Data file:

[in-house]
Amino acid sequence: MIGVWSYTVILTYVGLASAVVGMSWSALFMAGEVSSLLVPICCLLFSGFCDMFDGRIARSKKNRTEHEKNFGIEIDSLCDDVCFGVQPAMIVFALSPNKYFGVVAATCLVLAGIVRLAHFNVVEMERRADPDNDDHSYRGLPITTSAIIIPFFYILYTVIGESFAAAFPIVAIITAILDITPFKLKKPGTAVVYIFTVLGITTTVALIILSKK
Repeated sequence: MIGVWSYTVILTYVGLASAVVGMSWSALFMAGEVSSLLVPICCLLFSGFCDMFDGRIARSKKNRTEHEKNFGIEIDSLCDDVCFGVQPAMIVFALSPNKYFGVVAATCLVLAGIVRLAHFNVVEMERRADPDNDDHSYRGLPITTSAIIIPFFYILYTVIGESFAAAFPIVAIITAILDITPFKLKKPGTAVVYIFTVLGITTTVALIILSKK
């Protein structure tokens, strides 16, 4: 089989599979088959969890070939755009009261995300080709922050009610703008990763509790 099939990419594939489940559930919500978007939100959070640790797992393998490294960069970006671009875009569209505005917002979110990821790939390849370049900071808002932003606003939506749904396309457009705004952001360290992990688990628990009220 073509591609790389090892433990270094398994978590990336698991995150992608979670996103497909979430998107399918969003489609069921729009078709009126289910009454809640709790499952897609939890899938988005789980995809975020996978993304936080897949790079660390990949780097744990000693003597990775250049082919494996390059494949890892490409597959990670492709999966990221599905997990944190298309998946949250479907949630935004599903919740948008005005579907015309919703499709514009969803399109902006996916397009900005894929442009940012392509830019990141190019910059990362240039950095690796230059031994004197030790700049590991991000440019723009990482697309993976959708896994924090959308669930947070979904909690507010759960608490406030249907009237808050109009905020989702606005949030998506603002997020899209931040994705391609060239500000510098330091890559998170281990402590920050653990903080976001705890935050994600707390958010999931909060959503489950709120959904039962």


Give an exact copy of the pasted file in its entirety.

[in-house]
Amino acid sequence: MIGVWSYTVILTYVGLASAVVGMSWSALFMAGEVSSLLVPICCLLFSGFCDMFDGRIARSKKNRTEHEKNFGIEIDSLCDDVCFGVQPAMIVFALSPNKYFGVVAATCLVLAGIVRLAHFNVVEMERRADPDNDDHSYRGLPITTSAIIIPFFYILYTVIGESFAAAFPIVAIITAILDITPFKLKKPGTAVVYIFTVLGITTTVALIILSKK
Repeated sequence: MIGVWSYTVILTYVGLASAVVGMSWSALFMAGEVSSLLVPICCLLFSGFCDMFDGRIARSKKNRTEHEKNFGIEIDSLCDDVCFGVQPAMIVFALSPNKYFGVVAATCLVLAGIVRLAHFNVVEMERRADPDNDDHSYRGLPITTSAIIIPFFYILYTVIGESFAAAFPIVAIITAILDITPFKLKKPGTAVVYIFTVLGITTTVALIILSKK
């Protein structure tokens, strides 16, 4: 089989599979088959969890070939755009009261995300080709922050009610703008990763509790 099939990419594939489940559930919500978007939100959070640790797992393998490294960069970006671009875009569209505005917002979110990821790939390849370049900071808002932003606003939506749904396309457009705004952001360290992990688990628990009220 073509591609790389090892433990270094398994978590990336698991995150992608979670996103497909979430998107399918969003489609069921729009078709009126289910009454809640709790499952897609939890899938988005789980995809975020996978993304936080897949790079660390990949780097744990000693003597990775250049082919494996390059494949890892490409597959990670492709999966990221599905997990944190298309998946949250479907949630935004599903919740948008005005579907015309919703499709514009969803399109902006996916397009900005894929442009940012392509830019990141190019910059990362240039950095690796230059031994004197030790700049590991991000440019723009990482697309993976959708896994924090959308669930947070979904909690507010759960608490406030249907009237808050109009905020989702606005949030998506603002997020899209931040994705391609060239500000510098330091890559998170281990402590920050653990903080976001705890935050994600707390958010999931909060959503489950709120959904039962």